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Experiential Marketing 101: Why Experiential Marketing Is No Longer Optional for Brands

May. 17 2019, 12:22 PM

Over the past 20 years, marketing has undergone a seismic shift: Experiences have become a key component of modern campaigns.

Several factors play into this transformation. The first is the availability of new platforms. Brands use everything from print, radio, and TV to digital, social, and virtual reality to reach their target audiences. Then there’s the ubiquity of analytics. With data readily available, brands know when, where, and how to appeal most to specific demographics.

But the biggest catalyst for change has to be the attitudes of the people marketers are trying to reach. According to Pew Research, Millennials are now the largest demographic in the U.S. — this is important because 72% of Millennials prefer to spend money on experiences rather than material things.

This young and powerful generation values experiences, so it was only a matter of time before everything became an experience — even marketing. Coupled with evolving technology, this emerging audience makes experiential marketing an important and useful tool.

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More Than an Experience

This shift naturally leads us to one question: What is experiential marketing? It’s a live and in-person form of marketing. You put the campaign in the hands of consumers and allow them to create branded experiences on their terms.

Think of it as a choose-your-own-adventure book. Each aspect of an experiential campaign is designed to provide consumers with a unique experience (e.g., a photo booth) that organically leads to another interaction (e.g., a gaming station). The goal of this string of personalized experience is to leave a lasting impression on participants.

The positive association these interactions give consumers toward a brand is only one of the benefits of experiential marketing. Brands that leverage experiential marketing also enjoy:

1. Higher engagement levels. For the most part, experiential marketing is more engaging than traditional channels like print or TV. The reason comes down to the experience itself, which allows consumers to fully immerse themselves in a brand.

For example, an automotive client asked us to create an experiential campaign for its new sports car. We designed an experience inside a mobile trailer where participants received a 60-second, audio-only immersion in which they approached the vehicle, started its engine, and raced around a track like a professional driver.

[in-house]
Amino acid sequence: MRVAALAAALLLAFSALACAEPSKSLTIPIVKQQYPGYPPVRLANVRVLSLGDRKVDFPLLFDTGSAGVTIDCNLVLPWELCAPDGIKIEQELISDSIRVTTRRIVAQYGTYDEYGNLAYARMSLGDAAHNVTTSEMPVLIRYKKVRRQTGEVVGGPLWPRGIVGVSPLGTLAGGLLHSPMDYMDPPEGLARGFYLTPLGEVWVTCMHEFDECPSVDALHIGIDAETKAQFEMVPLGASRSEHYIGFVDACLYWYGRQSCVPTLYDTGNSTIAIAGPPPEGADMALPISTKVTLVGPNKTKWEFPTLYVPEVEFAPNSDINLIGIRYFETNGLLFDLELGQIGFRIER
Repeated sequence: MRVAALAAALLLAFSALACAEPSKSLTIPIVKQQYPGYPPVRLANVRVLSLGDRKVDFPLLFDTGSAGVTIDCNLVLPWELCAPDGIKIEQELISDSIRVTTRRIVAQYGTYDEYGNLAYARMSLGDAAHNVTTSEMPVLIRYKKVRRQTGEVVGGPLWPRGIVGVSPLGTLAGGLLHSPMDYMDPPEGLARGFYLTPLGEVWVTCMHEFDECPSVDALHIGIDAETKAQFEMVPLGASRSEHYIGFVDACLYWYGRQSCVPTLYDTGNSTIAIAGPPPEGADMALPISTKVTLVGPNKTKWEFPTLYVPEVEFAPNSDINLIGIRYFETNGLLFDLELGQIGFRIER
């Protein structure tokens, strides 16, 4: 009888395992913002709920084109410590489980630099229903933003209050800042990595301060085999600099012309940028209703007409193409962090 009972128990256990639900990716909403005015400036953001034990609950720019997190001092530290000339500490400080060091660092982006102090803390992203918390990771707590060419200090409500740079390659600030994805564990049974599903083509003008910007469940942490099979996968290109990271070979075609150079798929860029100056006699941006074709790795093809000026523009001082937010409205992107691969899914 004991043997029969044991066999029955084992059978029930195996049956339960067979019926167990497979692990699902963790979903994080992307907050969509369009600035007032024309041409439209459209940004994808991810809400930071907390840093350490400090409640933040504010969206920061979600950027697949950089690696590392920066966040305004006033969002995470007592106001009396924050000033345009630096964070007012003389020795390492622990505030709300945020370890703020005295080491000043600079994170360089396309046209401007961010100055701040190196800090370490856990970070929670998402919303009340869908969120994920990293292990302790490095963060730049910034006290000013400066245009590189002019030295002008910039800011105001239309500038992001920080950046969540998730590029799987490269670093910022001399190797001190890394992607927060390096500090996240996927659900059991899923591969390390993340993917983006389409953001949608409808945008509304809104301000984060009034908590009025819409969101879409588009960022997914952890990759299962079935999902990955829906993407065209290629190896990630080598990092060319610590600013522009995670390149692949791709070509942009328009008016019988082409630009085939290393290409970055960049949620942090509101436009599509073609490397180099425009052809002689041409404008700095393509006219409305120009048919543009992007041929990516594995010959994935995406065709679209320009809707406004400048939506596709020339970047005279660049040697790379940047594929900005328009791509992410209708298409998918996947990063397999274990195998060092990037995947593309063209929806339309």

We wanted to put participants in the middle of the action without giving too much away. We then opened the floor to give people the opportunity to guess the vehicle based only on the sound. Most participants guessed it was a ridiculously expensive vehicle like a Ferrari or Maserati. The surprise? The vehicle was a Lexus, a brand not typically known for its high-end sports cars. Most participants hadn’t heard about the Lexus LC 500, which retails for far less than the Ferrari or Maserati they assumed they were hearing. It was a big win for Lexus.

This twist built on the momentum of the demo and engaged participants further. Experiential campaigns draw in the target audience and leave them with a feeling that lasts long after a display concludes.

2. More activation points. Think about your last brand experience. Chances are it had multiple activations or interaction points, a possibility that isn’t available with traditional forms of marketing.

Each year, we support a client during several golf events. Attendees can participate in activations such as photo ops, treasure hunts, hole-in-one challenges, putting challenges, etc. With several options, people can choose an interaction and create an experience that is personal to them.

3. Greater innovation. If necessity is the mother of invention, then possibility is the mother of innovation. With a bevy of technologies now available, it’s possible to leverage the latest and greatest to deliver truly innovative stories through your next experience.

Supporting one of our clients at its cycling sponsorships, our company helped design a virtual cycling challenge. We used VR to simulate a short-course race with turns, hills, and virtual competitors for a chance to win prizes.

The client also created a virtual ride-along video with a professional cyclist that allowed participants to interact with their surroundings freely. Technologies helped highlight similar solutions that the brand used in its own products, further supported by custom-made bicycles designed to demonstrate the brand’s capabilities.

4. Deeper analytics. Traditional marketing campaigns usually deliver results weeks (or months) later. Experiential marketing does this in real time thanks to on-site observations and surveys, which enables brands to make improvements and inform future decisions.

We worked with a client at an upscale lifestyle event that used on-site surveys to determine the appropriate level of hospitality for guests. Details included food service, beverage brands, portion sizes, start and end times, etc. As a result, the brand was able to make adjustments in time for the next day’s events.

The experience is just the beginning for both consumer and brand. Done well, these experiences can build a lasting connection with the people who matter most and eventually lead to something every brand wants — loyalty.

Topics: Experiential
Adrian Si

Written by Adrian Si

Director, Marketing Strategy